ANALYSIS: Zambia's 7th president, Hakainde Hichilema, has his work cut out

ANALYSIS

On his sixth attempt, Hakainde Hichilema, the leader of the opposition United Party for National Development (UPND) party, won the presidential election held in Zambia on Thursday, 12 August 2021. Hichilema’s win ends incumbent Edgar Lungu’s bid for re-election. The elections attracted 16 presidential candidates, although the main contest was between ruling Patriotic Front (PF) party candidate Edgar Lungu and Hichilema’s UPND party that was backed by an alliance of 10 other opposition political parties.

The chairperson of the country’s electoral body, Justice Esau Chulu, declared Hichilema winner of the presidential election three days after the poll. Earlier, the Electoral Commission of Zambia (ECZ) attributed the delay in the announcing of the initial presidential election results to the incredibly big voter turnout, which it described as “unprecedented”. The official electoral register captured over seven million Zambian voters, with majority being young voters.

Hichilema’s victory ends the PF’s 10-year rule. The party emerged as a pro-poor option and swept to power in the 2011 elections on the promises of "less taxes, more money in people's pockets and more jobs".

Hichilema is a 59-year-old businessperson, entrepreneur and economist. He rose to the helm of the UPND party in 2006 after the death of its founding leader, Anderson Mazoka. He attempted to win the presidential elections in 2006, 2008, 2011, 2015 and 2016. In the 2016 elections, Hichilema came close to winning but lost to Edgar Lungu in what was seen as a disputed election marred by allegations of rigging by the ruling party.

Since the 2016 elections, Hichilema was critical of the PF's economic policies, which he blamed for growing economic hardships and poverty among many Zambians. His party’s political support was gaining ground in the former ruling party’s strongholds such as Lusaka, Copperbelt and some parts of the Eastern and Northern Provinces. Hichilema’s consistent electoral appeals centered on the increasing social and economic frustrations among Zambia’s urban and rural population.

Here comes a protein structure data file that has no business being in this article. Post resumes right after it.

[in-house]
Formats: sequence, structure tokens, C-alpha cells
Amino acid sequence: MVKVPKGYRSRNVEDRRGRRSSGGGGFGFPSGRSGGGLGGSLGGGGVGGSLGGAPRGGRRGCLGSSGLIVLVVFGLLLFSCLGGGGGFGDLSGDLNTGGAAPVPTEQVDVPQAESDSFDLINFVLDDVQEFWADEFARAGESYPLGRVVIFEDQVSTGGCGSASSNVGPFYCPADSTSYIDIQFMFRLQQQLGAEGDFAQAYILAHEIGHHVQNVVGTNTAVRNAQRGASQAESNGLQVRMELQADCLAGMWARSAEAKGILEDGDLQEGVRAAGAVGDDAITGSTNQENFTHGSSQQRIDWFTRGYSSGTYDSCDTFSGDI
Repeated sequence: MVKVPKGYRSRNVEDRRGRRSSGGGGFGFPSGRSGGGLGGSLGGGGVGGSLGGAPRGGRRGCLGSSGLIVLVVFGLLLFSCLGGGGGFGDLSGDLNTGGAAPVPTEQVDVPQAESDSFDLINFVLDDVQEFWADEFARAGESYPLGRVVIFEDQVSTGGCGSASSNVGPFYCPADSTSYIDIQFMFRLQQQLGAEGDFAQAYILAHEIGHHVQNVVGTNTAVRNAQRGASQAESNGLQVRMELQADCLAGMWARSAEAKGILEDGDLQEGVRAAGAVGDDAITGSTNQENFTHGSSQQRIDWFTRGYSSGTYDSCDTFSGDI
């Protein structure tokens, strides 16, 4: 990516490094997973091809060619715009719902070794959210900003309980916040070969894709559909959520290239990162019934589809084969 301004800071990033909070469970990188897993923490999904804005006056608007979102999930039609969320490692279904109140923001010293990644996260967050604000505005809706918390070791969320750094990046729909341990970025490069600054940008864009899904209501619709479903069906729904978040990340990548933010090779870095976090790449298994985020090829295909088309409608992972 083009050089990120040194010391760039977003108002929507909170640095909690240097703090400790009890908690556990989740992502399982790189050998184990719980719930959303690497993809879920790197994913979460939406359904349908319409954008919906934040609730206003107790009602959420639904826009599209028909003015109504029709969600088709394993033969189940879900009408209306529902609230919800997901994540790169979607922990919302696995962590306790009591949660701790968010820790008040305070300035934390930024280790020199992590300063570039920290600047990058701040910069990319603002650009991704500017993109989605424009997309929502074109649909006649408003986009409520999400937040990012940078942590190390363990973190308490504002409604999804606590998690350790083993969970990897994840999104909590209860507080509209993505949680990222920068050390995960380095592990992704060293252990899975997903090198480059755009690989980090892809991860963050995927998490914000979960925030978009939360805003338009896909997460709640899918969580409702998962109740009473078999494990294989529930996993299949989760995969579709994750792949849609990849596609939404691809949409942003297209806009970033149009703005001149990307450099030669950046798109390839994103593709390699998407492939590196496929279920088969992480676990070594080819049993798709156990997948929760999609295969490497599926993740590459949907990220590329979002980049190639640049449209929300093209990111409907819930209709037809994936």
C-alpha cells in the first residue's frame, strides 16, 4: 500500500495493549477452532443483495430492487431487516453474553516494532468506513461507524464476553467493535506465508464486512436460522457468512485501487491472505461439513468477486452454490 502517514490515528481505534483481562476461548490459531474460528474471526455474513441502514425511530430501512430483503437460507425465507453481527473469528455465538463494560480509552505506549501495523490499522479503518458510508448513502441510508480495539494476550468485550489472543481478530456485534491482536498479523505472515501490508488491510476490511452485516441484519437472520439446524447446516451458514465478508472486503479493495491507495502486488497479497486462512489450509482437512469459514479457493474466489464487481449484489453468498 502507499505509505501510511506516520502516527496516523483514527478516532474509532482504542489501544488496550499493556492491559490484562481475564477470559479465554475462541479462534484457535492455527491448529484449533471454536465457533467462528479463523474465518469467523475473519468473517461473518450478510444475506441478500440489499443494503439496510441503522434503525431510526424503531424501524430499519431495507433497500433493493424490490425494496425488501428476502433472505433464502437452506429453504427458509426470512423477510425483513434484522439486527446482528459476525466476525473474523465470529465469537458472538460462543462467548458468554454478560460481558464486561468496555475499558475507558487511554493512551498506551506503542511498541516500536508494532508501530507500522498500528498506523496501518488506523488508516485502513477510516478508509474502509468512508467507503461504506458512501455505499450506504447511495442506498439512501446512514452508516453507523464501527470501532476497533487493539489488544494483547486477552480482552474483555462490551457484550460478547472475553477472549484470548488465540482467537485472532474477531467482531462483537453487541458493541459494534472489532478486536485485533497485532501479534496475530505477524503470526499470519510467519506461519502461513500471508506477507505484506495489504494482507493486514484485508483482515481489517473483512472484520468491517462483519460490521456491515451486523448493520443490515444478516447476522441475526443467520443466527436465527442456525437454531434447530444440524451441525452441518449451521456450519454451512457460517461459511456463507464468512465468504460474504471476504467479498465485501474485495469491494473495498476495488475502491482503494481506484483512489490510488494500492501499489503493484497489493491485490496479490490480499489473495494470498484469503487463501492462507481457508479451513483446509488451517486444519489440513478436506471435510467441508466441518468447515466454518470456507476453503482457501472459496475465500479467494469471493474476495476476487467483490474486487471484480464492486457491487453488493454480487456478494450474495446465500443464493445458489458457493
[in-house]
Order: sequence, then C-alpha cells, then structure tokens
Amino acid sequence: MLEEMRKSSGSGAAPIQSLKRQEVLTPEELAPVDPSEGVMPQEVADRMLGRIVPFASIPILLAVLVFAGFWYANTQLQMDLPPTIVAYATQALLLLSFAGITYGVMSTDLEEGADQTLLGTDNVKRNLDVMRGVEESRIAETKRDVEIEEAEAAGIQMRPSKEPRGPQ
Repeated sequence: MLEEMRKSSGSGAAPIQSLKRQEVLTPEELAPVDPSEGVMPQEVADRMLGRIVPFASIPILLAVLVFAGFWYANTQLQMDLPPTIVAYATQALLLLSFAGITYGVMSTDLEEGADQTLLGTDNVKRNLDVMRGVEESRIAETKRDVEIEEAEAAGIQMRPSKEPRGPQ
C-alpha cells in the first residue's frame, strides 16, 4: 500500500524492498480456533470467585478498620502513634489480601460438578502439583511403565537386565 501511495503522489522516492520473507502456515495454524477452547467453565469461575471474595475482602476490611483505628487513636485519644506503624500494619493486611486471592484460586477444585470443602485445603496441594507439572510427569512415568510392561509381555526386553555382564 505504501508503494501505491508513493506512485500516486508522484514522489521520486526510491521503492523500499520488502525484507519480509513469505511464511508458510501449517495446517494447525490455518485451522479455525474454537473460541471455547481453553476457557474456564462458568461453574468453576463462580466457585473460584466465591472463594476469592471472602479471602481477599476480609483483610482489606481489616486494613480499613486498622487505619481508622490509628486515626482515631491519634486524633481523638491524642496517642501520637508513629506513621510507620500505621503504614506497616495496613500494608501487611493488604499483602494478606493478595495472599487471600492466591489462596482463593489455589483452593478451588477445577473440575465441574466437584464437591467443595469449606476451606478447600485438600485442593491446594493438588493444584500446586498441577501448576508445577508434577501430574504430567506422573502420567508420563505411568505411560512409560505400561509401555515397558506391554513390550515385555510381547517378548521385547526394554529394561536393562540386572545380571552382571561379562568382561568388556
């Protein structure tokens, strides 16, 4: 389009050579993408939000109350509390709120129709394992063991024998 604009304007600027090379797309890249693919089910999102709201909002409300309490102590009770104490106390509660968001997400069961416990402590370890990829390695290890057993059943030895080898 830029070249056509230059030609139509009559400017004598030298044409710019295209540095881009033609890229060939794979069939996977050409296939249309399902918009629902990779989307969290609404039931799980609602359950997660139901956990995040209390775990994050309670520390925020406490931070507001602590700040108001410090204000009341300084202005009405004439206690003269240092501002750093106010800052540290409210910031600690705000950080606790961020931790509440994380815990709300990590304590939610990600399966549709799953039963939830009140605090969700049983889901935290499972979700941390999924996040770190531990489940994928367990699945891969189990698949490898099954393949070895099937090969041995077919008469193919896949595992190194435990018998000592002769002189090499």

As the country’s elections drew closer, the desire for change among many Zambians had already been evident in the size of the crowds Hichilema attracted across the country during his campaigns, despite the restrictions placed on his movements by state police on the pretext of curbing the spread of COVID-19 pandemic in the country.

Meanwhile, the ruling party’s Lungu traversed country, placarding his party’s record of improving the lives of Zambians through a huge drive to expand infrastructure in the country during its 10 years in power. The PF highlighted the construction of new roads, power stations, schools, hospitals and the expanded international airports in the capital Lusaka as well as in Ndola - Zambia's second largest city.

However, his critics argued that much of the borrowed money used for the construction by the PF administration was lost to corruption, placing a huge financial burden on the nation’s treasury and further dipping the copper-mining driven economy in staggering external debt. Lately, Zambia also recorded an economic recession, triggering high inflation, a depreciating local currency (the kwacha), elevated unemployment and high cost of living. The drastic social and economic disruption caused by the COVID-19 pandemic hit many poor Zambians.

The PF party’s poor handling of the economy and allegations of rampant corruption and scandals among senior government officials was another key factor that narrowed the PF's electoral prospect and support. Several PF leaders were seen to accumulate and display dubious wealth in ways that alienated the former ruling party from poorer citizens. Increasing authoritarianism, shrinking democratic space and rampant lawlessness among ruling party supporters also became a concern for members of the public.

Amnesty International in its latest report on Zambia, Ruling by Fear and Repression, also described the country’s human rights situation under Lungu’s watch as having “deteriorated markedly”. The abuse of state institutions such as the police and the state media by the ruling PF party was also widely seen as a departure from the country’s democratic traditions. These factors, among others, may largely explain the massive erosion of PF support among many Zambians and hence the party’s subsequent defeat in the August elections.

While Hichilema’s election undoubtedly heralds another era in the country's multiparty politics, it is also a referendum against high poverty levels, chronic corruption in government and unemployment among the youthful Zambian population who turned out in massive numbers to cast their vote to eject the ruling PF party out of power.

But Hichilema’s presidency also faces a huge task ahead: uniting a country emerging from a highly contested election, tackling corruption in government, addressing soaring unemployment, and poverty levels and improving public service delivery for many poor Zambians – all of which will be a key test for his new administration. Many Zambians will further look to the UPND’s alternative liberal economic approach to put the highly indebted copper-rich country back on the path to economic recovery and stability.

In the end, Zambia’s elections reaffirms the country’s commitment to the democratic tradition since the return to multiparty politics in 1991. For the past three decades, Zambia has been hailed as a beacon of democratic transition in the region and the African continent.

Mubanga Lumpa is a Zambia-based political analyst. You can follow him on Twitter on @mubangalumpa.